With the List-Group-Label strategy, students are actively engaged as they collaborate to list, group, and label words from any list.
Many aspects of learning vocabulary can feel overwhelming to students: multiple-meaning words; understanding prefixes, suffixes, and roots; using context clues, and more.
With everything we need to teach, it can feel overwhelming for teachers, too. Knowing when and where to incorporate vocabulary instruction into our daily curriculum can be challenging.
In addition, vocabulary instruction can become repetitive if we don’t spice it up. So how do we incorporate it without completely boring our learners? And, more importantly… how do we help them truly understand words on a deeper level?
My go-to method for vocabulary practice is the List-Group-Label strategy. I’ve used it for years, so I know firsthand that it helps improve students’ word knowledge.
What is the List-Group-Label strategy?
List-Group-Label is an effective and engaging strategy for vocabulary development. Learners hone their critical conceptual and processing skills by listing, grouping, and labeling words. This strategy requires our brains to categorize, which is how we integrate, store, and recall information.
In addition, it helps to activate and deepen students’ prior knowledge of a topic. It can also help them better understand the parts of speech and how language works in general. Therefore, it helps students improve their independent reading and independent writing.
So how does this strategy work?
List-Group-Label Strategy in Action
The strategy is easy to implement with very little prep work. Here are the steps:
- Teachers or students compile a list of vocabulary terms.
- Using graphic organizers, students group the words into categories based on word parts, use or purpose, the number of syllables, or similar meanings.
- Students create labels for their categories based on the characteristics of the words in each group.
After completing the activity with partners, in small groups, or individually, you can bring the class together to discuss how they grouped and labeled their words. Alternatively, you can stop by each group or individual and have them explain their process to you.
Why should I use the List-Group-Label strategy?
This method is ideal for use in any subject area and with any terms. They may come from a textbook, novel, spelling list, word wall, or root word program. Hence, differentiation is easy to achieve as the word lists can be modified for students as needed.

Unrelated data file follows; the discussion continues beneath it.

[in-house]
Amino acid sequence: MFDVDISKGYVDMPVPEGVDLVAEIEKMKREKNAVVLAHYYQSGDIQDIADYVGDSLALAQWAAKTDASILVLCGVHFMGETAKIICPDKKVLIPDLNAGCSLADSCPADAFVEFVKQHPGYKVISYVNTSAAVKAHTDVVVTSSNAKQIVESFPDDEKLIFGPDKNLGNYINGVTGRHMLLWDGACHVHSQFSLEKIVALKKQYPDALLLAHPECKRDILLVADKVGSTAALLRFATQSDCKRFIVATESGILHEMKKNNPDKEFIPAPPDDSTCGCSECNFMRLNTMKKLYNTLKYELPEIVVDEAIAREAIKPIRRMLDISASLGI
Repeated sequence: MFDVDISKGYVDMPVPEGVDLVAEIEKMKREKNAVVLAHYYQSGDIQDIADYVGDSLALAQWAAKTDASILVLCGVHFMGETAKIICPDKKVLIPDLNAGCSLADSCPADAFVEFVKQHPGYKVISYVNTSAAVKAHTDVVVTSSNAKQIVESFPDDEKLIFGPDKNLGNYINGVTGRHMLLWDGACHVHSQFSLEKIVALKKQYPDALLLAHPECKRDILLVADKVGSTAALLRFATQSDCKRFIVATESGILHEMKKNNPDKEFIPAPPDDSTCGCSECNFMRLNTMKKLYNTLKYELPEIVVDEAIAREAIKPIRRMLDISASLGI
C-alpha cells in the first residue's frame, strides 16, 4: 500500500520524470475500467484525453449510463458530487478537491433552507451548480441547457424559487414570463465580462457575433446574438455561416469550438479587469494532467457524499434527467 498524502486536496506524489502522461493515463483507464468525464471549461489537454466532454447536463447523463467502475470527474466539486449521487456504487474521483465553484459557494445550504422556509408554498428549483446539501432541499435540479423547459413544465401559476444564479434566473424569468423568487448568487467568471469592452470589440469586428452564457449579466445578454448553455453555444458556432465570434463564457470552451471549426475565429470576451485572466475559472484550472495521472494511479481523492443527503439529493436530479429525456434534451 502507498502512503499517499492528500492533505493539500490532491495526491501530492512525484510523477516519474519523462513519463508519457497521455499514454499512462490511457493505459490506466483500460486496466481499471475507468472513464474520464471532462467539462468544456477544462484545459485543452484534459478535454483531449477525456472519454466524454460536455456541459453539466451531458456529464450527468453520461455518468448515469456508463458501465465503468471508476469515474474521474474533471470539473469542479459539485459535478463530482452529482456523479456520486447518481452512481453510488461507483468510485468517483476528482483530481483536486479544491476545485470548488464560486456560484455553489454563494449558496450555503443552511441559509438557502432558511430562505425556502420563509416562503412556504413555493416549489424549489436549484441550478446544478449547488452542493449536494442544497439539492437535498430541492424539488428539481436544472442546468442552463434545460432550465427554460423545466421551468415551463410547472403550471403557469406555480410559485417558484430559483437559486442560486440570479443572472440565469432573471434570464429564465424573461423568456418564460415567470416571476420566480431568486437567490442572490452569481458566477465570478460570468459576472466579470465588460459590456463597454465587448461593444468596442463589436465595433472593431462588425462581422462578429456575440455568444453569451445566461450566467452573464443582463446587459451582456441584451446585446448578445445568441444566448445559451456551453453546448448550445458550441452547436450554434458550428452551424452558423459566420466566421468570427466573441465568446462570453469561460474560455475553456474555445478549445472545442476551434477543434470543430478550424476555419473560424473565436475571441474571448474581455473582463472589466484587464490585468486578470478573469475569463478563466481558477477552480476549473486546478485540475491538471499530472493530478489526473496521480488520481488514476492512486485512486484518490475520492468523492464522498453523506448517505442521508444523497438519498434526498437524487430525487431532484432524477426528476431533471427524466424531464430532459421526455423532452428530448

It encourages students to use communication skills.
Learners develop communication skills as they work together to complete each step of the process. They learn to speak and listen effectively and work together to reach a consensus.
It provides an open-ended way to explore words.
This strategy allows students to develop their own criteria for the categories. By giving students the freedom to group and label words in their own way, they can better understand the relationships between words.
It’s ideal for partners, small groups, or independent work.
While discussion with partners and small groups is a wonderful way to deepen understanding, some students like to work more independently. If you find that students need more support, you can complete the activity with the whole class and utilize gradual release (I do, we do, you do).
Digital and Printable Resources for List-Group-Label
If you’re wondering how to get this going in your classroom, wonder no more! I have two ready-to-go resources to help you implement the List-Group-Label strategy. Both are ideal for grades 4-7.
The List Group Label Vocabulary Strategy GOOGLE SLIDES AND PRINT version can be accessed directly from your Google Drive.
The List Group Label Vocabulary Strategy PRINT ONLY version is ideal if you prefer paper.
Both versions include instructions for teachers and students, a variety of graphic organizers for grouping the words, an example, and more.
Word study can become tedious when we assign the same repetitive practice activities over and over. So I encourage you to spice it up with the List-Group-Label strategy! Not only will your students learn more deeply when actively engaged, but they’ll also have some fun as they build their vocabularies!
If you don’t want to miss my upcoming blog posts, join my email list. By signing up, you’ll also receive exclusive freebies!